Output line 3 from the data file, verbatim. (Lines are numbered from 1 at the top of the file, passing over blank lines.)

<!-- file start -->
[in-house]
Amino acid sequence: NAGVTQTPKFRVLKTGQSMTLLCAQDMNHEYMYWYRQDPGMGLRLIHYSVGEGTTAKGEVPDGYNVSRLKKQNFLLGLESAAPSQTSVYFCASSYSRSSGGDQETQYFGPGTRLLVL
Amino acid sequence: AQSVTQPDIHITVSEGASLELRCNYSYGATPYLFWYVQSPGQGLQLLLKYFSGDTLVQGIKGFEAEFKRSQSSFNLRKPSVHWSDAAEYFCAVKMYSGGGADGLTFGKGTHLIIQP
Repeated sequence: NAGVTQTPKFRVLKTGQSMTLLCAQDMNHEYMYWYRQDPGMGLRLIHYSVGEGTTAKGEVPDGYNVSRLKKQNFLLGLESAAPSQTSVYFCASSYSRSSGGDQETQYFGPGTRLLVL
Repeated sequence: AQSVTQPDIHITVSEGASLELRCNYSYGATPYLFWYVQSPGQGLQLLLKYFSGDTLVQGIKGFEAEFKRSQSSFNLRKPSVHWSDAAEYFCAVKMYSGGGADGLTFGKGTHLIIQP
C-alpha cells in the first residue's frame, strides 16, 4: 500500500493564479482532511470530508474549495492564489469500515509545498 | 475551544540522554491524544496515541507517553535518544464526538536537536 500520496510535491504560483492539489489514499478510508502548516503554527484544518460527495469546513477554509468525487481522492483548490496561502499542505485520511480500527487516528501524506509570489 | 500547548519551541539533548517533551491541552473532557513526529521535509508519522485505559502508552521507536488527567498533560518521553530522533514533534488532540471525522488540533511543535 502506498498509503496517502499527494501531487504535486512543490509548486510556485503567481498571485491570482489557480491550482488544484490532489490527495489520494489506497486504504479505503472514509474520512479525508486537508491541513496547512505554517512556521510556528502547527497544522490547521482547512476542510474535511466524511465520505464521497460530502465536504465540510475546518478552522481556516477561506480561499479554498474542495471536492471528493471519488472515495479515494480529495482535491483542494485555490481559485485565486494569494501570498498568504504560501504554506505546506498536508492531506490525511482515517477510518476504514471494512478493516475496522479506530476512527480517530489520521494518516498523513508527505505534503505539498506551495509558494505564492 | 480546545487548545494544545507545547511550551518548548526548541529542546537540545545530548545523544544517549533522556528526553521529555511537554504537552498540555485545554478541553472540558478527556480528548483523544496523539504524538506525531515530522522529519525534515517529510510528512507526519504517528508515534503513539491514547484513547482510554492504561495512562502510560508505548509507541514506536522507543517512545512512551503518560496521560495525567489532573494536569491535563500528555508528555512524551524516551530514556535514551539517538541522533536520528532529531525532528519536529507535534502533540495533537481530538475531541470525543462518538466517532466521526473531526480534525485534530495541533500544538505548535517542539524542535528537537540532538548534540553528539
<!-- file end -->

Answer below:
Amino acid sequence: AQSVTQPDIHITVSEGASLELRCNYSYGATPYLFWYVQSPGQGLQLLLKYFSGDTLVQGIKGFEAEFKRSQSSFNLRKPSVHWSDAAEYFCAVKMYSGGGADGLTFGKGTHLIIQP